Polycrystalline Perovskite Pellets for Stable X‐Ray Detectors

  • Author: ChemistryViews.org
  • Published: 27 June 2020
  • Copyright: Wiley-VCH Verlag GmbH & Co. KGaA
  • Source / Publisher: Advanced Materials/Wiley-VCH
thumbnail image: Polycrystalline Perovskite Pellets for Stable X‐Ray Detectors

X‐ray detectors are widely used, e.g., in medical diagnostics or for product inspection. Halide perovskites are promising as materials for direct X‐ray detection. In direct X-ray detection, a semiconductor material converts X-ray photons to an electrical charge, and thus, directly into a digital signal. However, obtaining high-quality perovskite crystals with large sizes and long-term stability that can be used in detectors is challenging.


Xiaojia Zheng, Wen‐Hua Zhang, Sichuan Research Center of New Materials, China Academy of Engineering Physics, Chengdu, Jianguo Zhu, Sichuan University, Chengdu, China, and colleagues have prepared methylammonium bismuth iodide (MA3Bi2I9) polycrystalline pellets (PPs, pictured above on the right) to be used in direct X‐ray detectors. The team used MA3Bi2I9 powders (pictured above on the left) as the raw materials. The powders were compacted under a pressure of 0.2 GPa using a cold isostatic press method. The size and shape of the resulting pellets can be easily tuned by using different molds.


The team then assembled X‐ray detectors with the configuration Au/MA3Bi2I9‐PPs/Au and evaluated the system's X‐ray detection performance. The devices showed a low limit of detection, high detection efficiency, high sensitivity, and good ambient and thermal stability. Based on these properties, as well as their nontoxicity and simple fabrication, the team considers MA3Bi2I9‐PPs detectors good candidates for next-generation X-ray detectors.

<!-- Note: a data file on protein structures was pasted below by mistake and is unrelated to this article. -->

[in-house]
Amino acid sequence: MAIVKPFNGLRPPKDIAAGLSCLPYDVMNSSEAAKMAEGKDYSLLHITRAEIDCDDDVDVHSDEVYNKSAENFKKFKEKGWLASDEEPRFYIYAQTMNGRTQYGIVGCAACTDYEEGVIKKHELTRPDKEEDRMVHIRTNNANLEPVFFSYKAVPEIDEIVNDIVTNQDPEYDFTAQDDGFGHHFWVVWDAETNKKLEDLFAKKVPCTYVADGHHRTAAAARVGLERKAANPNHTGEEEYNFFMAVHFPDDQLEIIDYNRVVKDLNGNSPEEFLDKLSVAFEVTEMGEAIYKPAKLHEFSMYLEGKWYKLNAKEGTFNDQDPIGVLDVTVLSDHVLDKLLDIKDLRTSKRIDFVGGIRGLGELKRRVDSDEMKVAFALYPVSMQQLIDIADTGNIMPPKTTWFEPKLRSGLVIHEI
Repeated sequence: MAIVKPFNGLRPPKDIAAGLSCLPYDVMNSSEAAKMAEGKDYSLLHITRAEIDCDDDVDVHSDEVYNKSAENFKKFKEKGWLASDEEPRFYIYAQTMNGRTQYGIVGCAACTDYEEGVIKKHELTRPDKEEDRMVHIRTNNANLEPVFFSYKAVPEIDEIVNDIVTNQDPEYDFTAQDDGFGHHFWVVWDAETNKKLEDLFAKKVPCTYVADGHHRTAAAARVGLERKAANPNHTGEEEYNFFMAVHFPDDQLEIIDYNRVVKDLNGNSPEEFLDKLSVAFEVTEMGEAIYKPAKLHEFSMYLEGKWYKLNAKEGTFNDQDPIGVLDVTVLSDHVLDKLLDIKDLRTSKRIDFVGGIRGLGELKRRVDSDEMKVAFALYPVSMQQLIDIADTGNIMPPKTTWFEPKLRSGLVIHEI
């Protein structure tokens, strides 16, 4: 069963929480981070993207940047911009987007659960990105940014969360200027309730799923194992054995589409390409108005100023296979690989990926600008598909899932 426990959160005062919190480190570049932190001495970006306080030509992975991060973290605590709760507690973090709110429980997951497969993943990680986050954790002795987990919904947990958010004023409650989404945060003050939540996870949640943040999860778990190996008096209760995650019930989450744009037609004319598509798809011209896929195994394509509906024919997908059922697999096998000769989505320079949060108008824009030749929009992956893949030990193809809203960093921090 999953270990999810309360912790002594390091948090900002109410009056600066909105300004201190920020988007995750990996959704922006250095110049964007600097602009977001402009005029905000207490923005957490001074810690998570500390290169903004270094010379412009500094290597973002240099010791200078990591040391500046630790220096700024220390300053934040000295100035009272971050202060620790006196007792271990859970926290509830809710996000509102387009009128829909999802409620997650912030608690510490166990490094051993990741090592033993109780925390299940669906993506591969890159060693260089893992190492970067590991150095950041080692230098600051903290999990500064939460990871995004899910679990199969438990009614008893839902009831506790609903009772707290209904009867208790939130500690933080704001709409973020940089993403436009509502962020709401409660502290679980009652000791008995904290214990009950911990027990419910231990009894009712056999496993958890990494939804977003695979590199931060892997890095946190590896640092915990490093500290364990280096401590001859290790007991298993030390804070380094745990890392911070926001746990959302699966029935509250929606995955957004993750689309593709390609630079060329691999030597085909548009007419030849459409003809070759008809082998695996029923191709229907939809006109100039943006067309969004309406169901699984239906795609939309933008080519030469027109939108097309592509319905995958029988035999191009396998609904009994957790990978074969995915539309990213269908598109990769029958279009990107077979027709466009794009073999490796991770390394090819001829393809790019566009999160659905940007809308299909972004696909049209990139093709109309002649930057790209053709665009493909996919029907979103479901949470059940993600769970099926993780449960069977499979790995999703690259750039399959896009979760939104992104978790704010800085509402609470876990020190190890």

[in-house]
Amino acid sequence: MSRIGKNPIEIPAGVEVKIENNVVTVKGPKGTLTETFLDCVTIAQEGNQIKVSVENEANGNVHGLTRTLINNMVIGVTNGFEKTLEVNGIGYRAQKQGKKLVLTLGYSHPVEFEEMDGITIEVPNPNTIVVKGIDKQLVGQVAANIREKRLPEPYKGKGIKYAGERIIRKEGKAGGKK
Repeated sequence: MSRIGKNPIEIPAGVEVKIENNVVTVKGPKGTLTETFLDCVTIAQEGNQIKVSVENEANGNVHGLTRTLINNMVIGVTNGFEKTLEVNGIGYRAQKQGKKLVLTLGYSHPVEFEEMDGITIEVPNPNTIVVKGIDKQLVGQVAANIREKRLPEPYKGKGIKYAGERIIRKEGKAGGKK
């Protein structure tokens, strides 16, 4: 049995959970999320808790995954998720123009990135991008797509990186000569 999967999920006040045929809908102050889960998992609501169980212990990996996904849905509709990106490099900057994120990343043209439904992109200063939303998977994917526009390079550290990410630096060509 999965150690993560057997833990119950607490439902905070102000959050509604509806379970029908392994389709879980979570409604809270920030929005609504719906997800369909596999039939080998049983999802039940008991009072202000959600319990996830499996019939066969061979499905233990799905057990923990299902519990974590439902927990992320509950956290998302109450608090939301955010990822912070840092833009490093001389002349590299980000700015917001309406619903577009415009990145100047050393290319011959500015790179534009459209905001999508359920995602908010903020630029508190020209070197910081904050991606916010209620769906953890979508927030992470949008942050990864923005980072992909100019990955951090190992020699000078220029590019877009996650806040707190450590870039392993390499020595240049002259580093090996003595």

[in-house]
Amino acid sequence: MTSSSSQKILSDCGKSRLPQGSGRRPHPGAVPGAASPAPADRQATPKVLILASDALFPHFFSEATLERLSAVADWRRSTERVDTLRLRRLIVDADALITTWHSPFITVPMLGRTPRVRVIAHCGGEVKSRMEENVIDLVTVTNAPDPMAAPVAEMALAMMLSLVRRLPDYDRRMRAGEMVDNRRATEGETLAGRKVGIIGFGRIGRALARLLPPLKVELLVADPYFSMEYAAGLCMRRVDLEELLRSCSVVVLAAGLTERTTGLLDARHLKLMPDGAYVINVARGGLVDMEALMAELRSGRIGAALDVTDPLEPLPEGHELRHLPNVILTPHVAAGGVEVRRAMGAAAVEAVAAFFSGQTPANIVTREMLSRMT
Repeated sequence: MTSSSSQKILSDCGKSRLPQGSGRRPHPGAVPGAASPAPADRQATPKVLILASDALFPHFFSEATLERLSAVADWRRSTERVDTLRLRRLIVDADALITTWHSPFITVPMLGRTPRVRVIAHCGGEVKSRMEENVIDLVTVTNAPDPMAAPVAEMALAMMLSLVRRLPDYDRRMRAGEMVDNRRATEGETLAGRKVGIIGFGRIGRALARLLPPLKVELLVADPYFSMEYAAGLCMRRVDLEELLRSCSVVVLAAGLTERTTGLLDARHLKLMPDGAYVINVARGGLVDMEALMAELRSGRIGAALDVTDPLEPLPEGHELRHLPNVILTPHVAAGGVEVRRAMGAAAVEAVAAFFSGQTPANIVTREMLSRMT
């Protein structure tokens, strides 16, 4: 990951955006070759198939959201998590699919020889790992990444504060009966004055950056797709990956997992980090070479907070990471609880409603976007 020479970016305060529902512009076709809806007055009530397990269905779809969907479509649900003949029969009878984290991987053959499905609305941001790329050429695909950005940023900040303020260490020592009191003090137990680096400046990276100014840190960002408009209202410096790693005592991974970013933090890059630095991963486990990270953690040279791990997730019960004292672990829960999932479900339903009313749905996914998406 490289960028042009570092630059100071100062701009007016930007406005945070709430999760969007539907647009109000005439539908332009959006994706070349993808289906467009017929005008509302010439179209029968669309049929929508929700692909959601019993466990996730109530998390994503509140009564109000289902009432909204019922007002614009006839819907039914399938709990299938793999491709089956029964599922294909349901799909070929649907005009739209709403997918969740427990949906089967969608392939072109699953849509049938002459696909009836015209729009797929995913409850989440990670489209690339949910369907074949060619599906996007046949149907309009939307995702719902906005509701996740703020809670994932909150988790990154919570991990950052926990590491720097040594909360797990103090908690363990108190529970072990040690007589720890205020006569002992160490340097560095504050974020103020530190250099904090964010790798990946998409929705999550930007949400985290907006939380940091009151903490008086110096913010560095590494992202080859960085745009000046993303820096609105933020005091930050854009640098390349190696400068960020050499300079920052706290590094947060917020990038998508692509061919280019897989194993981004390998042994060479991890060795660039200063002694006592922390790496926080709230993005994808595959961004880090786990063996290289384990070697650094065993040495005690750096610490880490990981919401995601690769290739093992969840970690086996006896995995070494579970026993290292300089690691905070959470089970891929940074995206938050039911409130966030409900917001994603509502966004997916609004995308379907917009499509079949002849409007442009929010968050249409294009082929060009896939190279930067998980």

Article Views: 392

Sign in Area

Please sign in below

Additional Sign In options

Please note that to comment on an article you must be registered and logged in.
Registration is for free, you may already be registered to receive, e.g., the newsletter. When you register on this website, please ensure you view our terms and conditions. All comments are subject to moderation.

Article Comments - To add a comment please sign in

Bookmark and Share

If you would like to reuse any content, in print or online, from ChemistryViews.org, please contact us first for permission. more


CONNECT:

ChemistryViews.org on Facebook

ChemistryViews.org on Twitter ChemistryViews.org on YouTube ChemistryViews.org on LinkedIn Sign up for our free newsletter


Magazine of Chemistry Europe (16 European Chemical Societies)published by Wiley-VCH